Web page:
Reporting Sexual Assault: Why Survivors Often Don’t

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Reporting Sexual Assault: Why

Survivors Often Don't

Introduction Not all survivors find it necessary to report sexual assault to the criminal justice system in order to move forward from their experience. In fact, some feel that the criminal justice system re-victimizes them in its process. Some survivors find that the services provided by a rape crisis and recovery center or similar provider are the only services they feel comfortable pursuing.

While measuring rates of sexual violence can be difficult, there is no uncertainty in the national data that the majority of sexual assaults are never reported to police.

It is believed that only 15.8 to 35 percent of all sexual assaults are reported to the police.

U.S. Bureau of Justice Statistics, M. Planty and L. Langton, "Female Victims of Sexual Violence, 1994-2010," 2013; Wolitzky-Taylor et al, "Is Reporting of Rape on the Rise? A Comparison of Women with Reported Versus Unreported Rape Experiences in the National Women's StudyReplication," 2010

A survivor's relationship with the offender has a strong effect on the likelihood of reporting. ? When an offender is an intimate partner or former intimate partner, only 25 percent of sexual assaults are reported to the police. ? When an offender is a friend or acquaintance, only 18 to 40 percent of sexual assaults are reported. ? When an offender is a stranger, between 46 and 66 percent of sexual assaults are reported.

U.S. Bureau of Justice Statistics, T. Hart and C. Rennison, "Reporting Crime to the Police, 1992-2000," 2003

Survivors cite the following reasons for not reporting a sexual assault: ? Fear of reprisal ? Personal matter ? Reported to a different official ? Not important enough to respondent ? Belief that the police would not do anything to help ? Belief that the police could not do anything to help ? Did not want to get offender in trouble with law ? Did not want family to know ? Did not want others to know ? Not enough proof ? Fear of the justice system ? Did not know how ? Feel the crime was not "serious enough" ? Fear of lack of evidence ? Unsure about perpetrator's intent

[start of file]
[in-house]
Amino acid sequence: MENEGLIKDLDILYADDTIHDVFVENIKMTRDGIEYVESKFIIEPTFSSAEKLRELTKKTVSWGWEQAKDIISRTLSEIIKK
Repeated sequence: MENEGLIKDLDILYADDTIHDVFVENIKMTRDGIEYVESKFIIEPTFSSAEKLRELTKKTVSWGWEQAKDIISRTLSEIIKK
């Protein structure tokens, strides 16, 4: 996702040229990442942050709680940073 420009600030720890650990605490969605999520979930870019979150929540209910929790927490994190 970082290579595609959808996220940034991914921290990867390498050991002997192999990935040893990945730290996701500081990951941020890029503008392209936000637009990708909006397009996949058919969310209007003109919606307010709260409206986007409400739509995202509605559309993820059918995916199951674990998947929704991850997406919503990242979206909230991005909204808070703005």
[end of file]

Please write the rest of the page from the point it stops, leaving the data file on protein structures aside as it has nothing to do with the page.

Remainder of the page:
D. Kilpatrick et al., "Drug-facilitated, Incapacitated, and Forcible Rape: A National Study," 2007; U.S. Bureau of Justice Statistics, M. Planty and L. Langton, "Female Victims of Sexual Violence, 1994-2010," 2013; Wolitzky-Taylor et al, "Is Reporting of Rape on the Rise? A Comparison of Women with Reported Versus Unreported Rape Experiences in the National Women's Study-Replication", 2010

Due partially to low reporting rates, only 9 percent of all rapists get prosecuted. Only 5 percent of cases lead to a felony conviction. Only 3 percent of rapists will spend a day in prison. The other 97 percent walk free.

Probability Statistics Calculated By the Rape Abuse and Incest National Network, "Reporting Rates," 2013

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